I understand where you are coming from, and completely agree that if you have that high of a demand for performance and have that kind of cash to use for it on your planes, That very well is the way to go. also of course if you are flying anything more special then a couple of bucks of foam and a few servos, I completely understand. However, I have had great experiences with inexpensive motors, like the previously mentioned sunnyskys, as well as emax, turnigy, and even all the way to those 5 dollar unbranded a2212 systems you can find on amazon. Obviously its hard to have high expectations for some inexpensive motors, but i have been blown away by the sunnysky performance and reliability even after months of using and abusing them.

Obviously everyone has their own philosophy on how they do this hobby, but I always have to remind myself that more money doesn't always mean more fun. And when you are operating a fleet of 20+ on a budget, making economical choices is paramount. I'm glad to see you are having success with your motor selection, and I'm happy to report I'm having success with mine!

Happy flying!
 

TDL

Active member
#19
So what's the magic way to prop these? I have 2 new Surpass 2216 1120KV motors that were just given to me. They were described as a waste of $10!

On inspection they appear to have ball bearings and machine windings. They spec at 4S, so are they a waste of time or what?
I actually have two cheap 2216 (or 2836 in can size) kv1120 that I use them in GWS war birds running 9x6 on 3s. I like it a lot, it was a popular park 450 equivalent 10 more years ago for its smaller foot print and high power, but due to its physical limits (narrow but long can limits the shaft at 3mm maximum), this motor would get hot relatively quick and put a lot of pressure on the rear bearings, so, they are suitable to easy flying with up to 10x4.7 prop on 3s, maybe 8x4 prop on 4s for short run. Modern motor tends to be more “square“, like 2212 (2830) or 2812 (3530) for better all around performance.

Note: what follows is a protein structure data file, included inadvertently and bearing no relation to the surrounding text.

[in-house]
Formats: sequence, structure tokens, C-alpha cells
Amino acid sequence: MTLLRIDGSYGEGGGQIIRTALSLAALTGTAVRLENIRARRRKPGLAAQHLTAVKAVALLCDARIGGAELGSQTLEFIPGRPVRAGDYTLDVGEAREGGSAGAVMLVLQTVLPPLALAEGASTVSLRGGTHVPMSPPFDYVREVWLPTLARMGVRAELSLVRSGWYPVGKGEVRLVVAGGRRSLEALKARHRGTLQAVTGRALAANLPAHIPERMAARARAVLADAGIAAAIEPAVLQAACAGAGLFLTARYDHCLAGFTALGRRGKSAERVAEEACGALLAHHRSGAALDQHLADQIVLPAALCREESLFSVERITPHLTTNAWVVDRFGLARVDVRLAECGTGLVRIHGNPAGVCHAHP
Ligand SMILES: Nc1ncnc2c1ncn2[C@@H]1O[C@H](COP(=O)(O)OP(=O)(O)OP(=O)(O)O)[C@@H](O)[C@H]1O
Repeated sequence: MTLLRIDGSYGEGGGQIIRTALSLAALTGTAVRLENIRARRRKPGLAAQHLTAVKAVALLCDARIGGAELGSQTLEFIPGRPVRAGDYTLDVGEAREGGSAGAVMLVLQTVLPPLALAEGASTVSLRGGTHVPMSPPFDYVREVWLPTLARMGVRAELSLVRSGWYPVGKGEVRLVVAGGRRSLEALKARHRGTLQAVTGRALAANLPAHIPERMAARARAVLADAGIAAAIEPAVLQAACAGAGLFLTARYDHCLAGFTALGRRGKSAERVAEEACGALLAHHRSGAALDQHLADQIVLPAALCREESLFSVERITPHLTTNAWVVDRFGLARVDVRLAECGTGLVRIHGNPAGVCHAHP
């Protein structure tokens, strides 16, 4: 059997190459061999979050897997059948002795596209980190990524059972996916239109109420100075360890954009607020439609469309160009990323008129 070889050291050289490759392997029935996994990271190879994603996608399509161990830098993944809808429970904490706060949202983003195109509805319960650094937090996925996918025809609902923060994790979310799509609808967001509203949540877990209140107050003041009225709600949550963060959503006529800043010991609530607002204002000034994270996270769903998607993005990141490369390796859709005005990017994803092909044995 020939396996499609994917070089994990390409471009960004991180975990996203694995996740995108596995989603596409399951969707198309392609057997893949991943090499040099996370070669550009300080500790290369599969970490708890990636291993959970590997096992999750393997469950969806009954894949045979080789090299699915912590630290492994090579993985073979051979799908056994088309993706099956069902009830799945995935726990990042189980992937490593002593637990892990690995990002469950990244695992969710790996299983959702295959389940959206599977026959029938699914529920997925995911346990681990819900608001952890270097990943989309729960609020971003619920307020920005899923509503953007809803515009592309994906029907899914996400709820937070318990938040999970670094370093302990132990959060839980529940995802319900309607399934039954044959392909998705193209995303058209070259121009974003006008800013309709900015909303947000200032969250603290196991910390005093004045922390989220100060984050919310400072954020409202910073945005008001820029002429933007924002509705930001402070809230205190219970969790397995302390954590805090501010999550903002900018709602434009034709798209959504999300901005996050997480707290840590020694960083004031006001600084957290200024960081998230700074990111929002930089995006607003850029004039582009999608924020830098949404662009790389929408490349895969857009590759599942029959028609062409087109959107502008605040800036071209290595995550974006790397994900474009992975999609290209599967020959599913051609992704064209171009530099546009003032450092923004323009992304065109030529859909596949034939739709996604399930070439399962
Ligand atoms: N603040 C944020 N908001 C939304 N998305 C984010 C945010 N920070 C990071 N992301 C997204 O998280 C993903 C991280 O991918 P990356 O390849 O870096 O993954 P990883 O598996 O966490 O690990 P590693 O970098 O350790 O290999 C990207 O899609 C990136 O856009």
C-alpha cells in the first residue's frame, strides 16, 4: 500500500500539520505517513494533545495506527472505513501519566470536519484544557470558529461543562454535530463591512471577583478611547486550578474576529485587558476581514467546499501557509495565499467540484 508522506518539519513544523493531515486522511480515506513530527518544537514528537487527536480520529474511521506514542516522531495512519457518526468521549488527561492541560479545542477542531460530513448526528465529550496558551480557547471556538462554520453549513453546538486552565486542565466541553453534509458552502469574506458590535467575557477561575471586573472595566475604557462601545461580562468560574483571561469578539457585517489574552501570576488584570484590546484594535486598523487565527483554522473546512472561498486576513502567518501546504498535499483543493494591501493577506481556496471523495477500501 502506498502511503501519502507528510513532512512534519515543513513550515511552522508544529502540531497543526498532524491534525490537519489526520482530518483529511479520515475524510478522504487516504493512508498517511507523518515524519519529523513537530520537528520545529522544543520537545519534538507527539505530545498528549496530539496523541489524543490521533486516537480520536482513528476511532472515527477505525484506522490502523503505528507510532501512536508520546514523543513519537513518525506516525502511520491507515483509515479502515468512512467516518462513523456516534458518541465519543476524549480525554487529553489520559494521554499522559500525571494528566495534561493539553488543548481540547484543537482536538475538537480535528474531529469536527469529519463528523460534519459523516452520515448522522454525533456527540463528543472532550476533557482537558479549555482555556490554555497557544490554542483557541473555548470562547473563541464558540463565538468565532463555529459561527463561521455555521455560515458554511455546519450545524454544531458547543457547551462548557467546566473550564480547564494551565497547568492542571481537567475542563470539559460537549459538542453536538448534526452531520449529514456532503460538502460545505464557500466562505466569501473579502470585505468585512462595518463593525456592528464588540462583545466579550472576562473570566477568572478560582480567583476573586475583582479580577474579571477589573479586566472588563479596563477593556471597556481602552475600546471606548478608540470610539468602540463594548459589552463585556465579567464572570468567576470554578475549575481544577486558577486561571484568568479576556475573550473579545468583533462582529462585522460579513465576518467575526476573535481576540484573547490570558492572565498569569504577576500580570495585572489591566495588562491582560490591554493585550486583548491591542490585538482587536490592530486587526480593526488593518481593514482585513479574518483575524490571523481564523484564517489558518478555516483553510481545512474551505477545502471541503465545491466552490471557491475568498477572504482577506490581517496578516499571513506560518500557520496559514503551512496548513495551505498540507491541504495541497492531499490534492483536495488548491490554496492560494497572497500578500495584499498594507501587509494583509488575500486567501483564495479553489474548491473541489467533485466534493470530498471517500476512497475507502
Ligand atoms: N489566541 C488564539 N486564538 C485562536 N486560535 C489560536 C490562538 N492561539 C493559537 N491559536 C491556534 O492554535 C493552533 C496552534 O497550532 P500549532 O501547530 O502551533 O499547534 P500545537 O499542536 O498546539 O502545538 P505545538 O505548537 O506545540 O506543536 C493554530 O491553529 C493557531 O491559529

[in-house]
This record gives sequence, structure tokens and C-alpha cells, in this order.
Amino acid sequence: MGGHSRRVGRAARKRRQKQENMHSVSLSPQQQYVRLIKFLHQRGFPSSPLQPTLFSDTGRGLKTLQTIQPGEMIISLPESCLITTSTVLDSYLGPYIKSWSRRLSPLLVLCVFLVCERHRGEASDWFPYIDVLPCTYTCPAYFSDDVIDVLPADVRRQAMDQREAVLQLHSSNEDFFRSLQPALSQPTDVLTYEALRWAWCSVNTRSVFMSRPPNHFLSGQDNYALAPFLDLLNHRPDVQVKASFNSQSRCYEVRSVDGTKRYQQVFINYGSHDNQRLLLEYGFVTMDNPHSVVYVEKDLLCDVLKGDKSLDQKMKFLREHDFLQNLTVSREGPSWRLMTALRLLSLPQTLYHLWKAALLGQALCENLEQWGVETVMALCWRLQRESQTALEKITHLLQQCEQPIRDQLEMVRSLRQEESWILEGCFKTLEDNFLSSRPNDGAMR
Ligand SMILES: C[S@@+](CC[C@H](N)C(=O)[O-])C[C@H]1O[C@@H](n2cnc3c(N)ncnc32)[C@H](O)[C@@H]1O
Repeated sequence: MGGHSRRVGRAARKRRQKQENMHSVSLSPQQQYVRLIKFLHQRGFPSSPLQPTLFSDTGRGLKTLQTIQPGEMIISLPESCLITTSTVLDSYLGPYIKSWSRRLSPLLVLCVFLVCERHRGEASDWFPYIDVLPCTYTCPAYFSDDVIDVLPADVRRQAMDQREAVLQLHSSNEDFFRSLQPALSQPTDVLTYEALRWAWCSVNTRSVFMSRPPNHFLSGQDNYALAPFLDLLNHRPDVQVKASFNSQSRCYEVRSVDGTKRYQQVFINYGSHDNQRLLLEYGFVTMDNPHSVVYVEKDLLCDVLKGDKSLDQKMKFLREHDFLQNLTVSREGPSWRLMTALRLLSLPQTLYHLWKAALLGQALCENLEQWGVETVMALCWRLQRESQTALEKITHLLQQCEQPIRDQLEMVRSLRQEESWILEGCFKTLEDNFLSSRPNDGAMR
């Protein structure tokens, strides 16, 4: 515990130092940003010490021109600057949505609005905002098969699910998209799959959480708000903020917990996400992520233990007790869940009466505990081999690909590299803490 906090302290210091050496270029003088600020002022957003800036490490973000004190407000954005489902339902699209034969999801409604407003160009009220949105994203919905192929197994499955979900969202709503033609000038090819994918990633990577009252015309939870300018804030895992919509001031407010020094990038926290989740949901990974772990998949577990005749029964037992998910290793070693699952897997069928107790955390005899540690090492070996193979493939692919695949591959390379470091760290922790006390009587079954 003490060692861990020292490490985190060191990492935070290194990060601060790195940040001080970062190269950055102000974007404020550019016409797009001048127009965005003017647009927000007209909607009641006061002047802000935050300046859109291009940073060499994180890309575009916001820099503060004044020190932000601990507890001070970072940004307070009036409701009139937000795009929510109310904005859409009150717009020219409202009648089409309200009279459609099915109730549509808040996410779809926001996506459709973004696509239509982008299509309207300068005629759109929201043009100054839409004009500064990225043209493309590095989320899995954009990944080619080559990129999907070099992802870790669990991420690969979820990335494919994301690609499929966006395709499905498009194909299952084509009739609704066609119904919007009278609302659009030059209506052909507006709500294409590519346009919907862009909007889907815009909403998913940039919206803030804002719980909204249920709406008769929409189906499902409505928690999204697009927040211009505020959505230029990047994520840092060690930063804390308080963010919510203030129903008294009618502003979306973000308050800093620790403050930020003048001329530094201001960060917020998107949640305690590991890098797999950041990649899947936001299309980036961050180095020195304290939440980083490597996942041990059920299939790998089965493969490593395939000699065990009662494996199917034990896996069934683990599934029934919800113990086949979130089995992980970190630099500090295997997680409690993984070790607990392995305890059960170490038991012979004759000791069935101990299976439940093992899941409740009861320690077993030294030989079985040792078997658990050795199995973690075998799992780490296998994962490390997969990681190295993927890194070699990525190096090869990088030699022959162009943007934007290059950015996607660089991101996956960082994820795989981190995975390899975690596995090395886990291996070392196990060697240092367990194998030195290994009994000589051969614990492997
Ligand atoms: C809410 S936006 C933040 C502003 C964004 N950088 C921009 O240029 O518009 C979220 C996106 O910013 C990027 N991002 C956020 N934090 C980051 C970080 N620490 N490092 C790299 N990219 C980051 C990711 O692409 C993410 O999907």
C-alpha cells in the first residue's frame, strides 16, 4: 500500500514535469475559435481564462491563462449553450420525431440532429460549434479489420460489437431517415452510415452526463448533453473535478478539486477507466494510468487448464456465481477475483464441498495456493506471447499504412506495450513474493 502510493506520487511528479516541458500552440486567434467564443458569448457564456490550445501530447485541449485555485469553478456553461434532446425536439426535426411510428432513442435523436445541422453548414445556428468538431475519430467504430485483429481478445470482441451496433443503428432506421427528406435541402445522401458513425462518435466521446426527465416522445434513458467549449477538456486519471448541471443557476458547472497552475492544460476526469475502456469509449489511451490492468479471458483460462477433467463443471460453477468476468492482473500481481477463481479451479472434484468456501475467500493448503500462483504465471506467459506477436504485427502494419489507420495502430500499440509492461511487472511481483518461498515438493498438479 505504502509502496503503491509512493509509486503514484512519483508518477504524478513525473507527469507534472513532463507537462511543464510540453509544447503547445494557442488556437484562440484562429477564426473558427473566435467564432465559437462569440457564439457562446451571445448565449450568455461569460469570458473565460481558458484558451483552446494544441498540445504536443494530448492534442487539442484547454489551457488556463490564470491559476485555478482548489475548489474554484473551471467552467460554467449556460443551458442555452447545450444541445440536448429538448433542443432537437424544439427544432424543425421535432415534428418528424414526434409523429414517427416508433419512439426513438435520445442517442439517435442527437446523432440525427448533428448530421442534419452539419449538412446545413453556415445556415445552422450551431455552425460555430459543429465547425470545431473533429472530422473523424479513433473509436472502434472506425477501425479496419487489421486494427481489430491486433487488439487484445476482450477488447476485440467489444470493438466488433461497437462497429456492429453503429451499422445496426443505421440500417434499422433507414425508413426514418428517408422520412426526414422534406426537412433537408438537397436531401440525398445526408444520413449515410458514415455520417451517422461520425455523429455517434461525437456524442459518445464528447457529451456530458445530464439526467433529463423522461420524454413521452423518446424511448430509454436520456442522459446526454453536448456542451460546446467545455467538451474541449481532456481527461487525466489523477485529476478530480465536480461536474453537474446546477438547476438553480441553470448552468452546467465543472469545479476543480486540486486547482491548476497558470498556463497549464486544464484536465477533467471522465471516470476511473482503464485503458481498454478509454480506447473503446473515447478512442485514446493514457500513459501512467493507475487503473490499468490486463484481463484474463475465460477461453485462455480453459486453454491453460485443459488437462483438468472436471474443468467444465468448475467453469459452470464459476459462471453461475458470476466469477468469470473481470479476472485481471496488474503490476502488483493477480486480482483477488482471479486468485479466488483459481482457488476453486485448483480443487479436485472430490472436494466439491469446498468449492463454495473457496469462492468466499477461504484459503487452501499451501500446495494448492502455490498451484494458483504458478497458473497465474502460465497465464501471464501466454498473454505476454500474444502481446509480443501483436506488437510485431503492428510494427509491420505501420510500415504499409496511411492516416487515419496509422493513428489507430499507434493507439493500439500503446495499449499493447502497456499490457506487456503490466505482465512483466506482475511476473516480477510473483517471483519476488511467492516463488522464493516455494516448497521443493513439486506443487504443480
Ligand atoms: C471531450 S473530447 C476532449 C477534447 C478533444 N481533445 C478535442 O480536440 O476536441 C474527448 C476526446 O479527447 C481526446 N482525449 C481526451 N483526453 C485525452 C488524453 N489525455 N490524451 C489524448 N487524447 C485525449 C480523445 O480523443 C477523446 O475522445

I normally would check this site first: https://www.flybrushless.com/tools to find a prop test result on a similar motor, unfortunately, no 2216-1120kv is found. And then I would use the tools to estimate what I am looking for with a specific motor. I had built a thrust testing stand and did A lot of testing myself. I tested for peak amp/watt, max thrust and heat on power combos. What I found was, not all components created equal, For speed flying, GWS HD 9” and below are more efficient (less watts) than other brands. APC Speed is close to or better than GWS from 10” and up, and nothing beats APC SF in thrust but it consumes more watts. Also, the same power combo will draw more amp (more heat) on a 65c battery than a 25c one. So you really have to test the exact power combo to see if you exceed the maximum watts. All motors can achieve or even exceed the advertised watt, but the amp/heat would kill the motor in a few second.
However, my 3d and pattern day had passed. Now I am just teaching my son flying and relaxing. No more prop test but I still have 30+ props in different size. My approach now is to look at what other people use, and then find the smallest prop that can give me 1:1 thrust to weight ratio; hold the plane at WOT for 5 seconds (only for 28 series motor and under) and see if I can touch the motor. If too hot, either find another prop or switch to a bigger motor. Hope this help.
 

TDL

Active member
#20
I'd definitely start conservative, maybe 9x6, then work your way up if all is well. When trying a new prop, do a few passes then land and check temps and smell for burnt windings. Starting conservative and slowly working up is the best way to prevent completely destroying your motors when trying to find their limits and sweet spots
Your fingers are much faster than mine! We are basically saying the same thing.
and don’t get me wrong. all of the small motor I am using now are cheap ones for under $10 from 10 years ago. i was just saying different motors for different uses.